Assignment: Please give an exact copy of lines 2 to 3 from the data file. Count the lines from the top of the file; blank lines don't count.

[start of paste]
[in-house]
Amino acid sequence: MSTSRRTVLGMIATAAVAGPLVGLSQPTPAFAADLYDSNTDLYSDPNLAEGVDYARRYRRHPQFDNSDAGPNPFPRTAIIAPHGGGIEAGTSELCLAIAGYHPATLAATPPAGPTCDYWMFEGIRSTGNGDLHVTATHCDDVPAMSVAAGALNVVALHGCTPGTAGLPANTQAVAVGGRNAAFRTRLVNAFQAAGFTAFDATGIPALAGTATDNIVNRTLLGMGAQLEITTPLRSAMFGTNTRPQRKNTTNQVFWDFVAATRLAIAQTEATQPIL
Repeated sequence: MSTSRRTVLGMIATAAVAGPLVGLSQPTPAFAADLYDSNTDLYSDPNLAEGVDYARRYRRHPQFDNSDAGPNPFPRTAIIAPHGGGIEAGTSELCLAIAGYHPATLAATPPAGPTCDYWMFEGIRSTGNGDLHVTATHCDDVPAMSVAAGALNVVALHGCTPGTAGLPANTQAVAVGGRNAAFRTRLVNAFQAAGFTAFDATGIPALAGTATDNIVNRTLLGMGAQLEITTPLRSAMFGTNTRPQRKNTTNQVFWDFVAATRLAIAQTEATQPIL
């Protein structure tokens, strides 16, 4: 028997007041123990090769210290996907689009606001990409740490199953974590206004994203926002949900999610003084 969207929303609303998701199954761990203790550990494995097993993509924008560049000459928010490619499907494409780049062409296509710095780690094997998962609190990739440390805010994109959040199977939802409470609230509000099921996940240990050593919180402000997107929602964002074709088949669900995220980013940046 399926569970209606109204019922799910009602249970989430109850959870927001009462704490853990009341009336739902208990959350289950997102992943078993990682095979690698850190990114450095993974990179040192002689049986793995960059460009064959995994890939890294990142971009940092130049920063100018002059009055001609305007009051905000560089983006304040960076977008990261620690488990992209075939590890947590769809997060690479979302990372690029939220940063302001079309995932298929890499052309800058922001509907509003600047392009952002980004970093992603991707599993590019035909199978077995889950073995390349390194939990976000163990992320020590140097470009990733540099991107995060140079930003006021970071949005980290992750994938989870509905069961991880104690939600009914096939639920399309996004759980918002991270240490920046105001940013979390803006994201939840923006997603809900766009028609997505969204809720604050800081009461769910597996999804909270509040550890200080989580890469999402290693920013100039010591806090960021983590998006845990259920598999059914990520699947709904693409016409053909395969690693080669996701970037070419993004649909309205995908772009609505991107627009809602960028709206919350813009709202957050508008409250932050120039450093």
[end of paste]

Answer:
Amino acid sequence: MSTSRRTVLGMIATAAVAGPLVGLSQPTPAFAADLYDSNTDLYSDPNLAEGVDYARRYRRHPQFDNSDAGPNPFPRTAIIAPHGGGIEAGTSELCLAIAGYHPATLAATPPAGPTCDYWMFEGIRSTGNGDLHVTATHCDDVPAMSVAAGALNVVALHGCTPGTAGLPANTQAVAVGGRNAAFRTRLVNAFQAAGFTAFDATGIPALAGTATDNIVNRTLLGMGAQLEITTPLRSAMFGTNTRPQRKNTTNQVFWDFVAATRLAIAQTEATQPIL
Repeated sequence: MSTSRRTVLGMIATAAVAGPLVGLSQPTPAFAADLYDSNTDLYSDPNLAEGVDYARRYRRHPQFDNSDAGPNPFPRTAIIAPHGGGIEAGTSELCLAIAGYHPATLAATPPAGPTCDYWMFEGIRSTGNGDLHVTATHCDDVPAMSVAAGALNVVALHGCTPGTAGLPANTQAVAVGGRNAAFRTRLVNAFQAAGFTAFDATGIPALAGTATDNIVNRTLLGMGAQLEITTPLRSAMFGTNTRPQRKNTTNQVFWDFVAATRLAIAQTEATQPIL